Cybercriminals charged in New Zealand, Korea

Posted by   Virus Bulletin on   Mar 4, 2008

Law closes in on alleged botnet master and rogue anti-spyware maker.

Police in New Zealand have charged an 18-year-old in connection with a botnet he is suspected of building and controlling, while in South Korea the head of a company pushing a rogue anti-malware product has also been indicted on fraud charges.

In the New Zealand case, Owen Thor Walker from the city of Hamilton stands accused of a raft of charges of illegally accessing and controlling computers, damaging systems and possessing malicious software. Penalties for the crimes could amount to 10 years in jail.

Walker is thought to have led a global ring of cybercriminals responsible for infecting over a million systems, pushing adware and spyware, and rumours suggest the gang stole as much as $20 million through bank frauds. More details on the case are in the Brisbane Times, here.

In South Korea, the 41-year-old former CEO of a 'security' company has been accused of defrauding millions of customers after the company promoted a free security product which alerted on spurious malware infections and demanded payment for a 'full' version to remove them. The software is though to have been used by almost 4 million Koreans, with as many as 1.26 million paying up for the substandard software.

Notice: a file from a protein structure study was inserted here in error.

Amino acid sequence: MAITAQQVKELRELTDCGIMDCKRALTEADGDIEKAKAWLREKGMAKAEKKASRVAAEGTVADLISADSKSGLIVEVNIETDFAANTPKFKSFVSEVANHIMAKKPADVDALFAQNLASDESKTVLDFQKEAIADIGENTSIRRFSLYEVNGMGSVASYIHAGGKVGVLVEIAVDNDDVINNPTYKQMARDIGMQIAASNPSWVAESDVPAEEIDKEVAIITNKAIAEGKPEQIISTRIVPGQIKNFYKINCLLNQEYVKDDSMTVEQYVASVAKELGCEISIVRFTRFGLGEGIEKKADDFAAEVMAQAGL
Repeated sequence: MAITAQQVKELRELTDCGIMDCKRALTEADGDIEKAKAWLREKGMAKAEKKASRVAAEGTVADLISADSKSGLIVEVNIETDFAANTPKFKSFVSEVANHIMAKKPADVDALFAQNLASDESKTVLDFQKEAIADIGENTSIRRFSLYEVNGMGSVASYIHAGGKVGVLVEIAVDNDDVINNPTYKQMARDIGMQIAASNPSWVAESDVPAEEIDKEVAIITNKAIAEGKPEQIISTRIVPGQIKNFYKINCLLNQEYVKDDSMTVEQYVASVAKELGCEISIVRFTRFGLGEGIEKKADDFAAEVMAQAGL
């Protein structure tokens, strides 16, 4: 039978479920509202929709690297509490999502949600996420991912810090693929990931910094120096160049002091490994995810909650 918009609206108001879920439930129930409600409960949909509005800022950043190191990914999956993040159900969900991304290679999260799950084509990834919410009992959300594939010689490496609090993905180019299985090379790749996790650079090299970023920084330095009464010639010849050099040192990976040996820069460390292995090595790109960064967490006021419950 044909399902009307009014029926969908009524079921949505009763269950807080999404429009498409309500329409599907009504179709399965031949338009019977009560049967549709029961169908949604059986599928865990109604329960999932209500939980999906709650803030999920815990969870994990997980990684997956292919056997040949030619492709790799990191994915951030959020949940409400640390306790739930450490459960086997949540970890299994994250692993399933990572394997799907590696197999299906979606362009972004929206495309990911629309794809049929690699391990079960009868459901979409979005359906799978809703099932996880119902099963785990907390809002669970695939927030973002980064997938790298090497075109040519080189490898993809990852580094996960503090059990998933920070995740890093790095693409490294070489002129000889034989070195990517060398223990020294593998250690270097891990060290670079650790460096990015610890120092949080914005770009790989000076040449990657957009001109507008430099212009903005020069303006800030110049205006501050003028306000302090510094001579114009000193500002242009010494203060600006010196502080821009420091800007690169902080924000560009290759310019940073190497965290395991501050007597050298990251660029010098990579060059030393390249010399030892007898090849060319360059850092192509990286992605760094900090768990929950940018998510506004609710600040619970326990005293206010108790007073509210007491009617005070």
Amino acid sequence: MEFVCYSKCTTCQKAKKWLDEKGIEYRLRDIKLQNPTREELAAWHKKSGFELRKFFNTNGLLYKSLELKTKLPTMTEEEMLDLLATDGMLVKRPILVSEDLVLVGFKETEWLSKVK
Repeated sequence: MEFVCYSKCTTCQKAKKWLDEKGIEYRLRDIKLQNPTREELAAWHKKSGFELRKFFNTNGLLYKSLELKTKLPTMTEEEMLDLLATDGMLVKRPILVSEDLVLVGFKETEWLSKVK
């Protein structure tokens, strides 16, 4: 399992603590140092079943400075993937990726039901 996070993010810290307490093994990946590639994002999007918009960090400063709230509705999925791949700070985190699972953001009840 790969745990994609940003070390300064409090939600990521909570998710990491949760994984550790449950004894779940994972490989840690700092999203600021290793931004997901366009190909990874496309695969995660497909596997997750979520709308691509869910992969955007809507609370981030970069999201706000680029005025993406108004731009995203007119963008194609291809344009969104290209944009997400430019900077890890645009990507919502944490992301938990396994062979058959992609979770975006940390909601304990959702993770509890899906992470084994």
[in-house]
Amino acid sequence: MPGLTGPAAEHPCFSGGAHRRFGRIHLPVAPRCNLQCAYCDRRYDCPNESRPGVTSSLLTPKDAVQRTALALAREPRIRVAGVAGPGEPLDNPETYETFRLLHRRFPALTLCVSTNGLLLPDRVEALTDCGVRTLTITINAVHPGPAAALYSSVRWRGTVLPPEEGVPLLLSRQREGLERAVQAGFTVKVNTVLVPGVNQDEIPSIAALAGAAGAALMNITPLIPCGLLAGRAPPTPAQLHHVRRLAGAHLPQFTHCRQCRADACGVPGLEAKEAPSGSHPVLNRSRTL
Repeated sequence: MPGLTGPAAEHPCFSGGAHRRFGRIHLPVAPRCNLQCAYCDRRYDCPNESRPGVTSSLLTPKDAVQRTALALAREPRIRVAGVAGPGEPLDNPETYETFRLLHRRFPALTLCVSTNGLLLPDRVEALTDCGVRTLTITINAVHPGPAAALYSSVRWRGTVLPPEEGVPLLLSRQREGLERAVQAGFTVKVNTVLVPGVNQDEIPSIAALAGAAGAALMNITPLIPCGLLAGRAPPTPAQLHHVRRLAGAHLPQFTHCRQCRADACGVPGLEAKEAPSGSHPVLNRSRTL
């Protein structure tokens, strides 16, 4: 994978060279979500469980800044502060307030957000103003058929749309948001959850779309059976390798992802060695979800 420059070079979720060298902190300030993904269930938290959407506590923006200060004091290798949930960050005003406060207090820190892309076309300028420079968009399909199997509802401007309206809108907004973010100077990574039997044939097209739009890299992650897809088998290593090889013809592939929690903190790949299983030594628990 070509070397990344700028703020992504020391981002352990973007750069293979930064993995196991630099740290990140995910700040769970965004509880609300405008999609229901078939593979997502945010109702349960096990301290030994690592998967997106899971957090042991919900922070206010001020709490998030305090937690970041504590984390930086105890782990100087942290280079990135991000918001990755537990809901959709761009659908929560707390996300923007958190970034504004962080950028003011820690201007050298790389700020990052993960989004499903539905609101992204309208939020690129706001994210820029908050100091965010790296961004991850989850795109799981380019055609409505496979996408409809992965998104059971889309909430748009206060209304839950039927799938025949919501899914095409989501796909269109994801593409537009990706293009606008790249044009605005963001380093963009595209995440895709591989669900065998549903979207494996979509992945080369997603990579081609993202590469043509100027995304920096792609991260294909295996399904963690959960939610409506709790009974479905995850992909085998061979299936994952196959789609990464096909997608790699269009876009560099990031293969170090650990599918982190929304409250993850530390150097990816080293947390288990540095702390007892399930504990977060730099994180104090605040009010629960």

The CEO has been indicted for cyber fraud, while two programmers are also accused of participating in creating fraudulent software. A spokesperson for the prosecutor's office claims there are as many as 200 anti-malware companies in Korea, but with only a handful known to testing and certification bodies other sources have suggested there may be this many rogue companies, pushing variations on the same theme.

More information on the case can be found in the Joongang Daily, here.

Posted on 04 March 2008 by Virus Bulletin



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